Artificial lighting of buildings plays an important role in urban and city photography.

Artificial lighting of buildings plays an important role in urban and city photography.

It’s also possible to capture the full moon at the horizon, just when rising or setting. It’s an interesting choice because, although you cannot get a correct exposure of the moon and the landscape in a single exposure, you can still create beautiful moon silhouettes.

We used the full moon to create a silhouette of an old stone construction, formerly used to protect cattle.

We used the full moon to create a silhouette of an old stone construction, formerly used to protect cattle.

To understand the power of this type of images, please, watch Mark Gee‘s famous full moon silhouettes video.

Morning nautical twilight begins when the center of the sun is at -12° of elevation and ends when the civil twilight begins, when the sun is at -6°. Similarly, evening nautical twilight begins just after civil twilight, the sun is at -6 °, and ends when the sun is at -12 °.

Astronomical twilight

During astronomical twilight sky becomes even darker. A large number of constellations become visible, although elements such as nebulae and galaxies are difficult to observe.

You can still do long exposure photography, both urban and landscape. And, of course, you can start doing night photography, always taking into account the moon phase, because during this period of time sunlight is replaced by moonlight.

During new moon days, the end of the astronomical twilight is particularly important. If you are lucky to live near an area without light pollution, you’ll be in total darkness. This is the ideal time to start photographing and observing all types of astronomical objects: planets, galaxies (like our own, the Milky Way), nebulae, etc.

Great Milky Way photos can be taken during new moon days.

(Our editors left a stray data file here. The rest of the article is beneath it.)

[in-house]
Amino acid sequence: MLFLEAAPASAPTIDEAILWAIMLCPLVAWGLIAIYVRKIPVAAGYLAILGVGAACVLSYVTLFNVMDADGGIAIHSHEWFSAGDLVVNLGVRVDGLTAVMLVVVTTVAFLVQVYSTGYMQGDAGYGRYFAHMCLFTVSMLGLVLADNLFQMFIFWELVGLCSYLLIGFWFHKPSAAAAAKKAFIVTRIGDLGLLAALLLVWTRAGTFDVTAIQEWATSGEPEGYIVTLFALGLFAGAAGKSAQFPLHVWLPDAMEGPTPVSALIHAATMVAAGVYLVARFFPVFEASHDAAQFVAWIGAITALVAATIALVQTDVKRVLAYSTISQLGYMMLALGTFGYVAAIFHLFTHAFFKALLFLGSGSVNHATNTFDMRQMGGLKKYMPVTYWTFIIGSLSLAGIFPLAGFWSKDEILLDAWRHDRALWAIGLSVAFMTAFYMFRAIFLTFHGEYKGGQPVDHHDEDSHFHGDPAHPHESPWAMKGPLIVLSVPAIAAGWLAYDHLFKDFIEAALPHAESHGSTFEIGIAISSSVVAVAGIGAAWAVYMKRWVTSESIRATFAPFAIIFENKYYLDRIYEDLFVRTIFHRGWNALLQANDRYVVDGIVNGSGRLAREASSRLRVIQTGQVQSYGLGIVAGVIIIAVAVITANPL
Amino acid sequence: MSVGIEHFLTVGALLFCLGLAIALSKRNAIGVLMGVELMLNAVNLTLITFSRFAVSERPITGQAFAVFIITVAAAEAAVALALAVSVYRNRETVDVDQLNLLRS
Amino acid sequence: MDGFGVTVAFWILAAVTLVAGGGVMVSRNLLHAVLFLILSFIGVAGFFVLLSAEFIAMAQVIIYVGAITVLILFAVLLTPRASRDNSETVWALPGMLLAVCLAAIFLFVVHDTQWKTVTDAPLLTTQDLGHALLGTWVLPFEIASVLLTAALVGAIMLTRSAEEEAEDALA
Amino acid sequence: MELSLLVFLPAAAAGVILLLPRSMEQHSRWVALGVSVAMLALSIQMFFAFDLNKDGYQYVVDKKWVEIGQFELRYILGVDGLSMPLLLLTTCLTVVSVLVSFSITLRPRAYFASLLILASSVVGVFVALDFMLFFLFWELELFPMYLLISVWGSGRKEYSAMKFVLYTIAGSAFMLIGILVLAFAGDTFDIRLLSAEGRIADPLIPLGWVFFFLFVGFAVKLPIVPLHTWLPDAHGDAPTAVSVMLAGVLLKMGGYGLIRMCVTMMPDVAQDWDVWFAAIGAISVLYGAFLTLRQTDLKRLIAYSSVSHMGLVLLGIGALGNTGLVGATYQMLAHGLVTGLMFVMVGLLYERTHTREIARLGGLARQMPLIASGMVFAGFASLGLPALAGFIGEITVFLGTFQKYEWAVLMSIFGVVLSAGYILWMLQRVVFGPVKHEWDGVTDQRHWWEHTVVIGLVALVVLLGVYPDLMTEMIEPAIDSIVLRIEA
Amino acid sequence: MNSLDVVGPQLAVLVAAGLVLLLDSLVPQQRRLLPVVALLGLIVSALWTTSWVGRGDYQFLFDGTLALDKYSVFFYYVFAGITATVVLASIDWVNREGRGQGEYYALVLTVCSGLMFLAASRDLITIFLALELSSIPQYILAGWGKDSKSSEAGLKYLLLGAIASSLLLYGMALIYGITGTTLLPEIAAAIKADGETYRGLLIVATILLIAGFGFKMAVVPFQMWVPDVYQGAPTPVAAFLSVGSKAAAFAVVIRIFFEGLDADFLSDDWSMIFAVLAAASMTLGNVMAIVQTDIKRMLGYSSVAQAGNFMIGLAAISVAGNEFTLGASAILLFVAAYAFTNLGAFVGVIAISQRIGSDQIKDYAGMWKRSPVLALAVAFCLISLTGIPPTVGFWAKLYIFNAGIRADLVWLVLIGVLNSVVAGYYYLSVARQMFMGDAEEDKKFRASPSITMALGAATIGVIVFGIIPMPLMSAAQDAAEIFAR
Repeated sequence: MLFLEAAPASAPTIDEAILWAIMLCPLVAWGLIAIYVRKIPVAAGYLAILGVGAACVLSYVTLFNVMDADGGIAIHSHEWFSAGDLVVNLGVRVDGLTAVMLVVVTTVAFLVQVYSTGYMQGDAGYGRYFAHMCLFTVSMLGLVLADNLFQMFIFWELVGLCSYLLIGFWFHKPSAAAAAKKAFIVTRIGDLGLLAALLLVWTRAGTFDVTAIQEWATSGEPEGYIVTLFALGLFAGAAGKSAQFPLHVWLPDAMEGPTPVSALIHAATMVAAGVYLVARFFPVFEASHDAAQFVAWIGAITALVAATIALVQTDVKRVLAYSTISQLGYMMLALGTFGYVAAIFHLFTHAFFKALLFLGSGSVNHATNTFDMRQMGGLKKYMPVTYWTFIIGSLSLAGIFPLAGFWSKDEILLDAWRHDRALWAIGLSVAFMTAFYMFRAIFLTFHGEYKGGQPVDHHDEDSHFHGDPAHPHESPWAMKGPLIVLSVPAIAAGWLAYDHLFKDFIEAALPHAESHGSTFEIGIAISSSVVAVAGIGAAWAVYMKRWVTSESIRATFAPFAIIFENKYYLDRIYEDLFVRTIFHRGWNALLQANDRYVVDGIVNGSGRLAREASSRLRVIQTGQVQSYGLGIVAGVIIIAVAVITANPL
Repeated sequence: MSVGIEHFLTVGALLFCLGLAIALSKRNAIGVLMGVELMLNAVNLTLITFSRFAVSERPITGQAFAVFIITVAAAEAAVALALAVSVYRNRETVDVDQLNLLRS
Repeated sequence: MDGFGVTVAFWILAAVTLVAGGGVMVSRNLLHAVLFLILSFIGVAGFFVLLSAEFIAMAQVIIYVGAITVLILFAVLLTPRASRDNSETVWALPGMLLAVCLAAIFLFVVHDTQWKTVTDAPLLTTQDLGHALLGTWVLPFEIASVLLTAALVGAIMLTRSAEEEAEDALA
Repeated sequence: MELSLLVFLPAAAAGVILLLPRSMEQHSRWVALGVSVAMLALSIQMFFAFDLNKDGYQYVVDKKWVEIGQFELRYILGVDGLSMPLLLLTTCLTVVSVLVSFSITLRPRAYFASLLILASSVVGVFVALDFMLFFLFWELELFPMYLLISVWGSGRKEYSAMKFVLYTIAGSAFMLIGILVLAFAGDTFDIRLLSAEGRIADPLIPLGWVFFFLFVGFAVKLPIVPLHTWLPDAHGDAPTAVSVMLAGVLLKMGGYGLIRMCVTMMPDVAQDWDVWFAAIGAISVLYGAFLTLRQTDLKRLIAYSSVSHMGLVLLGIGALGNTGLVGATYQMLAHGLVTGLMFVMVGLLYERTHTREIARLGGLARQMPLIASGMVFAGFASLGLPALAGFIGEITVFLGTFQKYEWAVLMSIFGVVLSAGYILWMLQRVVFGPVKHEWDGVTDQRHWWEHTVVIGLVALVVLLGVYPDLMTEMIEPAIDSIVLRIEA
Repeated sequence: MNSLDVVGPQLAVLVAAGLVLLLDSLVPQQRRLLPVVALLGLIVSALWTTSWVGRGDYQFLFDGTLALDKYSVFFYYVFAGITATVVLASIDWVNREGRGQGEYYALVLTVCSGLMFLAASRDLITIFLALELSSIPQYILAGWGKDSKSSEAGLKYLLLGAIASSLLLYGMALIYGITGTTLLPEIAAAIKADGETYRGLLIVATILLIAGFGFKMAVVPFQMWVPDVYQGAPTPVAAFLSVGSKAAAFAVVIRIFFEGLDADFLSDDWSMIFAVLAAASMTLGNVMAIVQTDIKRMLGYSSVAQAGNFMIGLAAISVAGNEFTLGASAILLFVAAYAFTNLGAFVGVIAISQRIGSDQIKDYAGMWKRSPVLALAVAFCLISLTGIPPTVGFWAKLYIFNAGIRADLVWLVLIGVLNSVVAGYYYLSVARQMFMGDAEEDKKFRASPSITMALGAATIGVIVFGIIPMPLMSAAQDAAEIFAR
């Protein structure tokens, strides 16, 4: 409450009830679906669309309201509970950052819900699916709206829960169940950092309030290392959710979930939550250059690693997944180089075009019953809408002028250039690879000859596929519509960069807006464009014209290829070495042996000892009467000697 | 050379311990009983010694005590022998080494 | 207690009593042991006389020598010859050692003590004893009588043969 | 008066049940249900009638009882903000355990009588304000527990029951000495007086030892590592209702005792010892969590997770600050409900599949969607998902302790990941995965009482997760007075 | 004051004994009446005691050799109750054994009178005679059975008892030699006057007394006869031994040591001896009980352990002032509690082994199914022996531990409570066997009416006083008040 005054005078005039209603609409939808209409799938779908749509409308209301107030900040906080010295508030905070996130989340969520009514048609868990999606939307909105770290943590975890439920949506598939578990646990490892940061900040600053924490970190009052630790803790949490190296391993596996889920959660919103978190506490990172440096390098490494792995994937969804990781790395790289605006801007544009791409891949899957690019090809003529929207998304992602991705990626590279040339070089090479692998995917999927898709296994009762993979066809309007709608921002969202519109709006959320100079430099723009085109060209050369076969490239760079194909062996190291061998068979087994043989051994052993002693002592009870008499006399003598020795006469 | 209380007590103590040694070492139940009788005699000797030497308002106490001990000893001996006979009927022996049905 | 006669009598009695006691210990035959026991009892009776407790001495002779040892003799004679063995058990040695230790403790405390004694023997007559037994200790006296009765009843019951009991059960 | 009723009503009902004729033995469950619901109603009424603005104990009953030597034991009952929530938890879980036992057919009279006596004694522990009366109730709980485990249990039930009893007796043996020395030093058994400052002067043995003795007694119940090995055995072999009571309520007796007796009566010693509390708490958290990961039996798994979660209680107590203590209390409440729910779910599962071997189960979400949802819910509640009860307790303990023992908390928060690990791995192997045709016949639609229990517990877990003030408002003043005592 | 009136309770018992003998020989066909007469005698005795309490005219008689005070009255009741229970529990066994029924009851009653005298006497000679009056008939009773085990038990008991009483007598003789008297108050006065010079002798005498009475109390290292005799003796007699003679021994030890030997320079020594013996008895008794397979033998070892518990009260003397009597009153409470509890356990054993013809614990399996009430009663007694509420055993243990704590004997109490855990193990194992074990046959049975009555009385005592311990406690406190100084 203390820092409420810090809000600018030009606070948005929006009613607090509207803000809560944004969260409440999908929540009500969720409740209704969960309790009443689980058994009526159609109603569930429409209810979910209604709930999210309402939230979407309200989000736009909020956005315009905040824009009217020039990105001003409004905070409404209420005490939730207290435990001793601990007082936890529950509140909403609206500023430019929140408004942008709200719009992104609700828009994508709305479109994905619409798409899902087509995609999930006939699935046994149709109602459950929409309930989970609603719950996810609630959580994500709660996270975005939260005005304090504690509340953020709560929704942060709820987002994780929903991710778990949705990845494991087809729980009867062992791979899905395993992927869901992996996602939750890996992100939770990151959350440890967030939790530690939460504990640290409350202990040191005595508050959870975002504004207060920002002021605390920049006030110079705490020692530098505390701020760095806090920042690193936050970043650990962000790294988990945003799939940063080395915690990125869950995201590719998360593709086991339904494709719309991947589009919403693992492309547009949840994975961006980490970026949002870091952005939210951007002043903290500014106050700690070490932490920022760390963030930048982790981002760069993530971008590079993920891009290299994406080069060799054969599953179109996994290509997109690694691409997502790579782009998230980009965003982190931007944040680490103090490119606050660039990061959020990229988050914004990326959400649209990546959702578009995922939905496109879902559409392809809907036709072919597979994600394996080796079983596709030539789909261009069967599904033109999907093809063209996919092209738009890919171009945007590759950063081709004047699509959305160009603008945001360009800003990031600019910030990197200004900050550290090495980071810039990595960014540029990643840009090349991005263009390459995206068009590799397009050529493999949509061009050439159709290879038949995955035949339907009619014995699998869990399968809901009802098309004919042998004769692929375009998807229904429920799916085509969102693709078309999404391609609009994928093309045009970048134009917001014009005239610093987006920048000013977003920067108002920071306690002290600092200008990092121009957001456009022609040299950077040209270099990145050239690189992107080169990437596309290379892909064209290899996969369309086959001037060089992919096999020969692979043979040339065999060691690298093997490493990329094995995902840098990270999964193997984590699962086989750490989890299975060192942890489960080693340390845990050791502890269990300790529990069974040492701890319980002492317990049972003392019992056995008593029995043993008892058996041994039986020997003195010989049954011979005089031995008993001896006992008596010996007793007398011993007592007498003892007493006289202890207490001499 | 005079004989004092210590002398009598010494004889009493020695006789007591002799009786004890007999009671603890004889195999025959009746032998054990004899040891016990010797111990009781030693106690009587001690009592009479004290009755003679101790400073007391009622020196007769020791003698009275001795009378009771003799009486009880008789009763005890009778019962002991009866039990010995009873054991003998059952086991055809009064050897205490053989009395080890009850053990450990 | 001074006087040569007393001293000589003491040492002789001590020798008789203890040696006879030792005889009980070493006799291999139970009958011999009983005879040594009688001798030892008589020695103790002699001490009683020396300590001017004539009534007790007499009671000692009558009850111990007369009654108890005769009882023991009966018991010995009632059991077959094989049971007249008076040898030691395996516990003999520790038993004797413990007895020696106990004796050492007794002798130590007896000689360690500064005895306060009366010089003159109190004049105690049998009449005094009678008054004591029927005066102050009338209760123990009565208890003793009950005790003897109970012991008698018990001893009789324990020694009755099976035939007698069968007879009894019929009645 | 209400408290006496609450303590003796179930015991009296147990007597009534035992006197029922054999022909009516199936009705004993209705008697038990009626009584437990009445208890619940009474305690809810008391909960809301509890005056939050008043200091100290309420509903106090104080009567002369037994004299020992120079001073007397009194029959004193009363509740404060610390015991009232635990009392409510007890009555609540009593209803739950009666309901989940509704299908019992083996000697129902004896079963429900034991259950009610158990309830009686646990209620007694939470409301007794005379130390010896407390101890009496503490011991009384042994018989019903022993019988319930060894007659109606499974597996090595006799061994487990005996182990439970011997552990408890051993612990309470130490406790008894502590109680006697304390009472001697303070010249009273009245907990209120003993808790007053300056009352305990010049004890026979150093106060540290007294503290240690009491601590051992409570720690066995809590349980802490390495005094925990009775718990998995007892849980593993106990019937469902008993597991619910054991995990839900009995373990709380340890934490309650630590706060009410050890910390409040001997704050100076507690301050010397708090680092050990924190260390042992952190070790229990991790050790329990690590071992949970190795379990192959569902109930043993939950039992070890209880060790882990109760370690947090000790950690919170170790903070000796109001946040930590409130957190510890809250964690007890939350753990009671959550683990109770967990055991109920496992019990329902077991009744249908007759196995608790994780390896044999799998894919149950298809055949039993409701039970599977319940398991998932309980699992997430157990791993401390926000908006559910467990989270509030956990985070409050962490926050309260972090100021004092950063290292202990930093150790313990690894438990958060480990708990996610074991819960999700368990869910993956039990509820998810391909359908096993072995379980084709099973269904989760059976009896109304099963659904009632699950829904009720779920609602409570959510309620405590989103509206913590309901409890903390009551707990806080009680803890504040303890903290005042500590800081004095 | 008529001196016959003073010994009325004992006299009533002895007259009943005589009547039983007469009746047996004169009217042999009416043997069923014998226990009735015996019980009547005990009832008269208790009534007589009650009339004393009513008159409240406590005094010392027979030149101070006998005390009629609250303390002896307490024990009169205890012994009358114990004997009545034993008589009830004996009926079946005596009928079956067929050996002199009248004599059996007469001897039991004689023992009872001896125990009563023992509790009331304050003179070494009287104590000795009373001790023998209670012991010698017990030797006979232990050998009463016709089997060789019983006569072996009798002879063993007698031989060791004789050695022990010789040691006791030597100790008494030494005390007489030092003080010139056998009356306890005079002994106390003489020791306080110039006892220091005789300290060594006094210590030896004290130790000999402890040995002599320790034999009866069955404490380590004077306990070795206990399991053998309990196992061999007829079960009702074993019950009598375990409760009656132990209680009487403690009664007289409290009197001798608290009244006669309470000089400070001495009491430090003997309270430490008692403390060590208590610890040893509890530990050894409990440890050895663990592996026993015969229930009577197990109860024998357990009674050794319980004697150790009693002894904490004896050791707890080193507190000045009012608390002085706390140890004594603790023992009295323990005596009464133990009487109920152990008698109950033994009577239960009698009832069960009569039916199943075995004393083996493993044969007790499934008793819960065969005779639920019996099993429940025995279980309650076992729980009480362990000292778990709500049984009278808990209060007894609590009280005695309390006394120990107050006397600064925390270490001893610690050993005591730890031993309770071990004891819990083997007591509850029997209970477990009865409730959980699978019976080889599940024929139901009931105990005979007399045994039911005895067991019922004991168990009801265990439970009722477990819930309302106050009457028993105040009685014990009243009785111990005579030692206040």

Great Milky Way photos can be taken during new moon days.

In the morning, astronomical twilight begins when the center of the sun is at -18° of elevation and ends at -12°. In the evening, it begins when the sun is at -12° and ends at -18°.

Magic hours

Magic hours are a more diffuse concept than twilights because there is no mathematical definition. In fact, both, the golden and blue hour, overlap with civil twilight.

The blue hour and the golden hour are considered, especially by landscape photographers, the best moments to take pictures, because lighting is soft, diffused, and warm.

Golden Hour

The golden hour is the period of time the color of the sky goes from red and orange to yellow or, as its name suggests, golden tones, having a warm color temperature. Lighting is soft, diffused and with little contrast, since the sun is low in the sky.

Due to the type of light that exists during this period of time, that doesn’t produce strong shadows and harsh lighting, it’s ideal for landscape photography.

Sometimes, during the golden hour, the red and orange colors reach a maximum intensity.

Sometimes, during the golden hour, the red and orange colors reach a maximum intensity.

Sun is low in the sky, introducing it in your frame can give you stunning results.

Sun is low in the sky, introducing it in your frame can give you stunning results.

The beautiful beach of Pregonda, in Menorca, during golden hour.

The beautiful beach of Pregonda, in Menorca, during golden hour.

In portrait photography, you can also put the sun behind your subject to get backlighting going on.This is really awesome during golden hour, as it creates that warm, glowy effect.